By an L.A. cop about L.A. cops, a debut novel that could use a warning label: Strong Stomach Mandatory. The sign in the 77th Precinct (South Central L.A.) reads "Abandon All Hope Ye Who Enter Here," and as young Ben Halloran takes his seat with the other "pimply probationers" (recent Police Academy grads), he acknowledges to himself that he's rattled. It's a condition that intensifies when he learns he's partnered with living legend Miguel Marquez, an officer to whom hard was a way station en route to impervious. But to the surprise of both, they bond, discovering in each other a kinship of character that sets them apart from most of their brothers. Ben does have his secrets, however. His name isn't really Halloran, for one thing-it's Kahn; and he's the only son of the most flamboyant, most successful, least popular defense lawyer in the city-ask any of the cops he's sweated during the course of a long and largely unprincipled career. Ben doesn't much like his father, which is one reason he's chosen to go incognito; another has to do with his tangled relationships in the world of gangbangers and gangsta-rappers-that dangerous, ultra-violent world where "applied treachery" is a self-taught survival skill. Ben has roots in it, old loyalties that both protect and ensnare, and that he struggles to be free of. In the meantime, not unlike knights-errant, Ben and Marquez sortie out from the 77th, daily, contending with dragons and ogres-druggies and stone killers-until at last Ben earns Marquez's ultimate accolade: "You're a cop now, Ben. . . . And I think, maybe, that's a little like being a Catholic, you can't get shorn of it."Murder, torture, dismemberment in gratuitous profusion: Beall,still a working cop, is also a talented writer, but this is ugly stuff. Film rights to Scott Rudin Productions

Product Details

Penguin Publishing Group
Publication date:
Edition description:
Sales rank:
Product dimensions:
5.15(w) x 7.94(h) x 1.03(d)
Age Range:
18 - 17 Years

Meet the Author

Will Beall is an officer in the LAPD's 77th Division, which covers South Central Los Angeles.

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L. A. Rex 4 out of 5 based on 0 ratings. 6 reviews.
Anonymous More than 1 year ago
Anonymous More than 1 year ago
Mochinushi More than 1 year ago
I found his book while searching for good thriller. Although, I was a little skeptical at first because I have never heard of the author, I have to admit I was pleasantly surprised. The story is very well written and has kept me captivated from the first few pages. This is my first book review so I am a little hesitant about going into the plot for fear of ruining a great book. All I can tell you is that this is a good read you will not be disappointed.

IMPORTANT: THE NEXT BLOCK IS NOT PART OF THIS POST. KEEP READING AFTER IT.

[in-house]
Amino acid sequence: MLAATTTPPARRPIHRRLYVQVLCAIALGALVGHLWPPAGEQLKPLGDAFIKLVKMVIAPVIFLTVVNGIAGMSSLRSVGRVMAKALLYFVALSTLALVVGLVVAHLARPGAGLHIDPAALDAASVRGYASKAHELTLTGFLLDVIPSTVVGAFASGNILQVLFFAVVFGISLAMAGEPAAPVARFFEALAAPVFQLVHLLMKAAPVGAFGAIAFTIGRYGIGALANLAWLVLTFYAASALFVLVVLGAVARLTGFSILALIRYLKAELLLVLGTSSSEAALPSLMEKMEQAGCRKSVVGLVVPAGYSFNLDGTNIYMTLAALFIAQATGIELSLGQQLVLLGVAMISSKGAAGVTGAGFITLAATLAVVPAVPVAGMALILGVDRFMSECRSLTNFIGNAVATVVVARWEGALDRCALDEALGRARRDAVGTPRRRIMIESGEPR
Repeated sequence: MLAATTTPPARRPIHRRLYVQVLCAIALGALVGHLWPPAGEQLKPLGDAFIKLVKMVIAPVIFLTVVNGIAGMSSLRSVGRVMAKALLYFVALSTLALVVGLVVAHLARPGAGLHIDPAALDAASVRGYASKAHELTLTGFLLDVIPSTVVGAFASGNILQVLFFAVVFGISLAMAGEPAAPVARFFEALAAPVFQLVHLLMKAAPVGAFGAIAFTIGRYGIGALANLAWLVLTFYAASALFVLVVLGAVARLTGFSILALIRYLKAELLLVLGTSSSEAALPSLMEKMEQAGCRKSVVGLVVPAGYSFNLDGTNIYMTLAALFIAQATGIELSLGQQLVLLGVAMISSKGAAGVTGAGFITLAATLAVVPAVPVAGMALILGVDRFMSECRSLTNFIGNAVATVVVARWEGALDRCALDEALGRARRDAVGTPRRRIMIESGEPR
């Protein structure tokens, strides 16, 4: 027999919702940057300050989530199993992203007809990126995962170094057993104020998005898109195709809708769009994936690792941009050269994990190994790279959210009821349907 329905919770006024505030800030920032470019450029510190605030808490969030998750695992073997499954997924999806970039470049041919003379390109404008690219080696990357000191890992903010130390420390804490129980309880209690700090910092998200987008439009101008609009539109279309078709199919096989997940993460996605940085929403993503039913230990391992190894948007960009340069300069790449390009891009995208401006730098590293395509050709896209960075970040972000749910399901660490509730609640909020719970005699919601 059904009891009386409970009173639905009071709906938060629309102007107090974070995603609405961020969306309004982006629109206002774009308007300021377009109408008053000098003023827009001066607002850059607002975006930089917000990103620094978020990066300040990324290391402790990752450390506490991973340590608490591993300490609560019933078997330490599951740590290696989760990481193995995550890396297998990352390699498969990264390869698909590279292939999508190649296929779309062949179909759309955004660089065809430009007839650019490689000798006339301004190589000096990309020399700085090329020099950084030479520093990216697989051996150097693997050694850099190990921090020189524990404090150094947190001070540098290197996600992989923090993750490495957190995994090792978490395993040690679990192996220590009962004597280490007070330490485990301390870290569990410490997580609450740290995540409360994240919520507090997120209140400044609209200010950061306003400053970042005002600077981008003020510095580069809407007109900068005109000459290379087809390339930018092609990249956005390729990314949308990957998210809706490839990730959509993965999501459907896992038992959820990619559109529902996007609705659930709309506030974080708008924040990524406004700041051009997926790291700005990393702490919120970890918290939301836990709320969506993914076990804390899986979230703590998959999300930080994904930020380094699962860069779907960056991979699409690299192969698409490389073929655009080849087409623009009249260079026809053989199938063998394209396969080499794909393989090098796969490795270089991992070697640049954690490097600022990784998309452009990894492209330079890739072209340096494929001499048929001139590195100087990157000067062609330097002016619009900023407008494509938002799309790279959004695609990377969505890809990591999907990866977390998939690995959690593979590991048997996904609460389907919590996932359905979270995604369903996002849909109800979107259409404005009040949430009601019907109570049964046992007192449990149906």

Guest More than 1 year ago
Grabbed this book in my local library. This is better than the majority of the stuff I read. I highly recommend it.
Guest More than 1 year ago
I was highly entertained by this book. It is a very fast read, and I didnt want it to end. This book can be very violent, but it takes place in a very violent world. The author knows what he is talking about, and tells things like it is. If you are a politically correct person, steer clear of this book. If you like good action and want a peek into a world as foreign as the moon, read this book. The characters are great, especially Marquez, his story is heroic and heartbreaking. The back and forth story telling was great, and explained the backstories perfectly. Read this book, it is one entertaining read. I cant wait for the movie.
GailCooke More than 1 year ago
A number of crime novels set on the mean streets of South Central L.A. have been written, however few stun with the authenticity of Will Beall's debut L.A. Rex. An officer in the 77th division of the Los Angeles Police Department, this author has seen and felt it all. His firsthand impressions and visceral reactions sear throughout the pages. Adding to the authenticity is, of course, the narration by film/television/stage actor Dan Oreskes. His voice is deep, husky, commanding. It is rich in timbre, a voice that one could imagine playing the part of a patrician, but here what comes through is toughness, strength. He brings a heard-it-all, seen-it-all tone to this not for the weak of heart story. There's a roll call room at the LAPD's 77th division that houses a plaque reading 'Abandon all hope ye who enter here.' Rookie cop Ben Halloran doesn't seem to take note of the warning nor do other officers take note of him. Apparently, he's just clean, scrubbed and brand new with shiny shoes and pressed shirt ready to right the wrongs of the world. However, looks can be deceiving and there's more to Ben than meets the eye. He's partnered with an experienced officer Miguel Marquez to do battle with the city's bloody and burgeoning gang war. Every sort of sleazy character is on the streets of South Central from relentless killers to rapists to unethical lawyers to drug dealers to cops on the pay. Before long Ben is faced with some tough decisions - the most important one being how to stay alive. - Gail Cooke